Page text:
Godly devotion is also beneficial now in that it brings hope into the life of one who has suddenly lost a loved one. It helps to heal the wounds of grief and gives one something to live for, even though one suffers a sudden and tragic loss. Thus recently at a Christian missionary school a youthful husband died suddenly of a heart attack in the middle of the night. Shocking as this tragic blow was to his young wife, who was a missionary student along with him, she met that blow calmly. She resolved to continue her missionary training even though now facing the prospect of going to her missionary assignment, not as a married woman with a husband on whom to depend, but as a single woman.
What a contrast from some of the experiences one reads about in the newspapers! For example, a “skydiver,” a parachutist, whose wife had been killed when her parachute failed to open, committed suicide by jumping out of a plane at 3,200 feet after first making certain that his parachute would not open up. Also, there was a schoolteacher whose husband had drowned when a boat in which they were riding overturned due to a storm. She slipped out of her life jacket to join him in death. “If Tom is gone, I want to go too,” were her last words. Such grief often takes its toll even though there be no violent attempts at self-destruction. According to a recent issue of the British Medical Journal, the death rate of those who have lost a loved one suddenly in death is five times that of the average.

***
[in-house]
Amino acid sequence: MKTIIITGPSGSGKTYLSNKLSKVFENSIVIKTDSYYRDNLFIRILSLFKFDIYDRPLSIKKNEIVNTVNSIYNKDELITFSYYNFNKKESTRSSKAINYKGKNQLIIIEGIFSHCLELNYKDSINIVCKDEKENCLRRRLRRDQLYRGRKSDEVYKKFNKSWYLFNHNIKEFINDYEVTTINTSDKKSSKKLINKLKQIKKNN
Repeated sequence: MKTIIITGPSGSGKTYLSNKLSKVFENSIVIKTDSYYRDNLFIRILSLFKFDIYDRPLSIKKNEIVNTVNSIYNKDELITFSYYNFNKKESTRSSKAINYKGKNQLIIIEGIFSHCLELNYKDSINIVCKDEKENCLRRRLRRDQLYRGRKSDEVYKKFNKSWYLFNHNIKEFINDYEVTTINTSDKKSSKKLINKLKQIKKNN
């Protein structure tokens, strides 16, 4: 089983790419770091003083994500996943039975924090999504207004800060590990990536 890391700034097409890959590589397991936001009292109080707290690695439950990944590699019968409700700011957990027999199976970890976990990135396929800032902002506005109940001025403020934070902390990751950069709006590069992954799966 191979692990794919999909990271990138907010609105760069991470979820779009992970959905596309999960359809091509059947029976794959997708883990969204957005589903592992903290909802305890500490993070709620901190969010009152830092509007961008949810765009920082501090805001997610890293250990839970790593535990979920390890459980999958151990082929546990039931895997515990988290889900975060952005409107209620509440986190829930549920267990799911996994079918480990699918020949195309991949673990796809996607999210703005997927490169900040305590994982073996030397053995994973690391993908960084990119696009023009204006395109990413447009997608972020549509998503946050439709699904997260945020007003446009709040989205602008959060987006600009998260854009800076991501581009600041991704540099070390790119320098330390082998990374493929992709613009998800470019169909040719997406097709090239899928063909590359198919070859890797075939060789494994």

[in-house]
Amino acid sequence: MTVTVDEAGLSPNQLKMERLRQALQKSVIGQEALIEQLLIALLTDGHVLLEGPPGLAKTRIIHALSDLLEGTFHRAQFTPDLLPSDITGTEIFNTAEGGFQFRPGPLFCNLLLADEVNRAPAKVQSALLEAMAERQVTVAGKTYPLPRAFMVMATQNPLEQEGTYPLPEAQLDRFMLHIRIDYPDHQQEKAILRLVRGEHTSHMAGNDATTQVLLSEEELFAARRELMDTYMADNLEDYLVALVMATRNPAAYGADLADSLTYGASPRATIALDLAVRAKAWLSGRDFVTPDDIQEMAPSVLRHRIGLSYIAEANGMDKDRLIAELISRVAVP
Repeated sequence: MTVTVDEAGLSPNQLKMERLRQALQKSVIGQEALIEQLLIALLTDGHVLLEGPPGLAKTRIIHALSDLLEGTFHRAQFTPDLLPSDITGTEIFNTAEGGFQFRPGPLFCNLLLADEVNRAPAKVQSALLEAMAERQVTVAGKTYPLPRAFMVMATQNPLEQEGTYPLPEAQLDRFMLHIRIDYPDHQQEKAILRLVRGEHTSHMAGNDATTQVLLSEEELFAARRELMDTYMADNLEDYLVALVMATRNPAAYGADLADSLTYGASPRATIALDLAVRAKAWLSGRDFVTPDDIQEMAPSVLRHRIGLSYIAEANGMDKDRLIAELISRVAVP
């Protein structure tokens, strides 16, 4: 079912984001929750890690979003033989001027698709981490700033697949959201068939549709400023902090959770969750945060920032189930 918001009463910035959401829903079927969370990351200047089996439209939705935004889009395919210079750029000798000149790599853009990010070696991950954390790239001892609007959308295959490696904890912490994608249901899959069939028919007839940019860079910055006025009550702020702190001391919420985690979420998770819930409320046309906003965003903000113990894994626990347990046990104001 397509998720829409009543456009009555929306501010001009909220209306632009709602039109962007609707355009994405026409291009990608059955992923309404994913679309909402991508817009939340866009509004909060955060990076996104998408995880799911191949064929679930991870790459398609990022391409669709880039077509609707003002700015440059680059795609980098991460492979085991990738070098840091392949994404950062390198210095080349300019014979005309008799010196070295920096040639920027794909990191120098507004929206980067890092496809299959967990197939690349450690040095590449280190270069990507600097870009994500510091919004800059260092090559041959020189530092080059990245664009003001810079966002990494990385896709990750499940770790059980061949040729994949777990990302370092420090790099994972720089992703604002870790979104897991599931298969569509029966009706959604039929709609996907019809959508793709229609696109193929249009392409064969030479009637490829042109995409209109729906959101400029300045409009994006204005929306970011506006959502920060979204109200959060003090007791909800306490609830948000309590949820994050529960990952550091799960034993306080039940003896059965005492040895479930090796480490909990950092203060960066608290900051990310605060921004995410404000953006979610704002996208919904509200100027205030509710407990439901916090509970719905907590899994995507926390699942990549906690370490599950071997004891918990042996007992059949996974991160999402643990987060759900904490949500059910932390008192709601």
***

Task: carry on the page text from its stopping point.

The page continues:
Here we have it: Godly devotion gives one something to live for, even when a close relative may die suddenly. This is because one’s interests are not centered around just one’s own family. More than that, godly devotion gives one faith in the resurrection, in the hope of everlasting life on a paradise earth, in the hope of seeing one’s loved ones again right here upon the earth in God’s due time. Godly devotion, or giving consideration to sacred things, moves one to find time for bringing honor to one’s Creator, Jehovah God, and to show love for one’s neighbor as for oneself. At the same time it prepares the Christian for any eventuality in that it recognizes how death entered into the world and why God has permitted it, together with wickedness, for so long. But more than that, it provides the certain hope that Jehovah God will bring an end to all sorrow, crying, pain and death.—Rev. 21:4.
Truly, godly devotion, or consideration for sacred things, means not only eternal salvation, life in the system of things to come, but many benefits now, physically, mentally, emotionally as well as spiritually.
“Since all these things are thus to be dissolved, what sort of persons ought you to be in holy acts of conduct and deeds of godly devotion, awaiting and keeping close in mind the presence of the day of Jehovah.”—2 Pet. 3:11, 12.